The rigorous training a Chef undergoes automatically makes creating a menu very, very easy.
Notice the two key words “a menu”.
Not “THE menu”, “the most profitable menu”, “the best menu for the area”, “the menu that will have people recommending my restaurant”, or “the menu that will make the Chef famous”.
The Kiss of Death:
This is a fundamental blind spot in the culinary industry: not appreciating the importance of menu construction. Chefs know that creating a menu is critically important and requires an entirely different mindset from being in the actual kitchen. Restaurant investors without training are – generally speaking – clueless about the importance of the menu and without the skills to create on.
Over the decades I have seen many top restaurants sold to wealthy investors and predictably, either the investor, wife, or assistant actually dare to suggest menu items for that critical part of a successful restaurant, creating: the menu. This interference is almost universally the kiss of death for the restaurant.
The executive Chef tries to explain, the investor thinks the menu is a toy, and the restaurant dies most of the time … tragic. It all comes from a lack of appreciation of the importance of menu creation and thinking it is easy.
Menu creation requires the respect and time it deserves because when art meets science, the wait is always worth the result.
Using the Entire Brain:
Even for an executive Chef, creating a menu is that hardest of tasks: creative and technical. Why is something creative and technical so hard? Considering that the left side of the brain is technical and the right side of the brain is creative you are already thinking with your entire brain.
Modern neuroscience has debunked the idea that people are ‘left-brain dominant’ or ‘right-brain dominant’ by proving (using brain imaging technology) that we use all parts of the brain. That said, when a Chef designs a menu, both hemispheres of the brain will light up because the process is involves imagination and hard facts.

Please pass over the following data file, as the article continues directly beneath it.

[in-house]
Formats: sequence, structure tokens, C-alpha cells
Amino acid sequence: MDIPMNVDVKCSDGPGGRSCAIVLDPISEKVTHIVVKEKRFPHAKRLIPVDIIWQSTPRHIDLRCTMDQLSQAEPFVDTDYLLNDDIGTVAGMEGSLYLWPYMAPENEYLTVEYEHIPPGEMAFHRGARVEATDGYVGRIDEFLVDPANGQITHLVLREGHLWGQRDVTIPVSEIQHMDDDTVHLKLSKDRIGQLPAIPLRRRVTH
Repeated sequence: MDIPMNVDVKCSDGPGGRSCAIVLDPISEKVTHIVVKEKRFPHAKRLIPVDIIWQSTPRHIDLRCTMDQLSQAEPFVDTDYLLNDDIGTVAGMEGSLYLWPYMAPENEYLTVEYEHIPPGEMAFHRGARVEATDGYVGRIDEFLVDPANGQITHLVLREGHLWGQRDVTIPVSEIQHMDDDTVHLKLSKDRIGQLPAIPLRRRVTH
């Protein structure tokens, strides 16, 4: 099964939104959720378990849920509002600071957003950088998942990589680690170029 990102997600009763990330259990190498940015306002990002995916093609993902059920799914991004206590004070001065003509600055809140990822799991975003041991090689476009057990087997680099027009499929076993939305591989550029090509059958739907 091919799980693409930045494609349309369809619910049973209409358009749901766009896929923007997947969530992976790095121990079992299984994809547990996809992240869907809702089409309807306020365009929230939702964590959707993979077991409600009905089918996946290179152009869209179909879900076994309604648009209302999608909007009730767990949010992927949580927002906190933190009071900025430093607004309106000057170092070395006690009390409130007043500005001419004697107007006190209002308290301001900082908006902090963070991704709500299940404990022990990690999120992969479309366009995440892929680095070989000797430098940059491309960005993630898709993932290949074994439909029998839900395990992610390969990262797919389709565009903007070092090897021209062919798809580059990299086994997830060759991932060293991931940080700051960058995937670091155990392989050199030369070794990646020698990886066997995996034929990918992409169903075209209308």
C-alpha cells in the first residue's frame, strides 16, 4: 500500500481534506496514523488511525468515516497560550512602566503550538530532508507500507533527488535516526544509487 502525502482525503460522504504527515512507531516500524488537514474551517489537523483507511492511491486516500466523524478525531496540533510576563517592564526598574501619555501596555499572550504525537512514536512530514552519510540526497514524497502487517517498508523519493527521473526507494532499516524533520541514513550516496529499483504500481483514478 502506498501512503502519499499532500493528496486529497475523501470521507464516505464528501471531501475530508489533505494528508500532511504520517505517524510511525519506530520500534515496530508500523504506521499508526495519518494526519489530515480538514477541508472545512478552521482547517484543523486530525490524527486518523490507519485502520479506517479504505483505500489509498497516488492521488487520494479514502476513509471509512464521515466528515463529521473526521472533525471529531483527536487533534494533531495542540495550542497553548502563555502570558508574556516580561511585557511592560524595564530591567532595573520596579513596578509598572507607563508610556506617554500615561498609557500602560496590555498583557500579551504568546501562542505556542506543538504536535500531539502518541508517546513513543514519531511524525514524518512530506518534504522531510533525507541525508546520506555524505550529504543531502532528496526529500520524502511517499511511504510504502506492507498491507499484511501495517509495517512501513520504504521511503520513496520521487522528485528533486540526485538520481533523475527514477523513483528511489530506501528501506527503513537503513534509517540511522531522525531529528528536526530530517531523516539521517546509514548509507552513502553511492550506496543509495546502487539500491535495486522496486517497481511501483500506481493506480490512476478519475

Not all menus actually work, in exactly the same way that all decisions do not work: the Spotlight Effect is hard at work. The spotlight effect skews a menu by restricting critical data from the Chef’s decision-making process, excluding some data and over-emphasizing other data.
Example: The old age retirement homes nearby and a particularly vocal regular patron that loves Sheppard’s pie.
The old age retirement homes nearby:
By taking into consideration a local source of patrons you can profitably fill ten to twenty seats a night and add weekly special events for birthdays and family visits. Menu planning means an earlier seating because late night dinners are not part of retirement lifestyle and a much cheaper fixed menu that is generally lighter. The profit comes from the fact that the portions are smaller by design and none of the patrons will complain. The menu has to be tactfully named (light menu) to warn patrons expecting normal portions and has the added benefit of fitting another important segment: women that are serious about losing weight and who dine out. The front of the house can contact the retirement homes one by one to build up business. Business that is not visible but can be tapped with a strategic menu is the most profitable and most ignored element in menu planning.
A particularly vocal regular patron that loves Sheppard’s pie:
Ahh, the regular … sometimes a pain in the ass, usually a river of gold, often both. The menu is not the right tool to manage a regular patron, the front of the house is, by giving the front of the house the tools to make them feel special and continue coming.
This is an important distinction: The Chef gives the front of the house the tools to manage the regular customer. Putting Sheppard’s Pie on the menu because only one regular loves it is a mistake. Why? Consider that the other regular is into Charcuterie, another regular loves trout, another loves eels … you get the idea … the menu will be a disaster, a collection of oddities. Don’t stop making Sheppard Pies, one a day, and ask the patron to call ahead to make it specially.
One clever restaurant froze Sheppard pie filling making mini pies as compensation as an amuse bouche for their regular patron the days he showed up and there was no Sheppards Pie available. Never underestimate the importance of the regular patron. We are rapidly approaching the time when regular customers will Tweet a request to their favourite restaurant allowing the Chef to order the ingredients for the special order.
Before dropping back into our subject of menu construction, facts about regular patrons:
- Regulars are typically only 15% of the customers but are 33% of the revenue.
- They spend more, tell people about your restaurant.
- A Harvard business study showed that if a restaurant increases repeat business by 5%, profitability grows significantly.
Back to Menu Construction: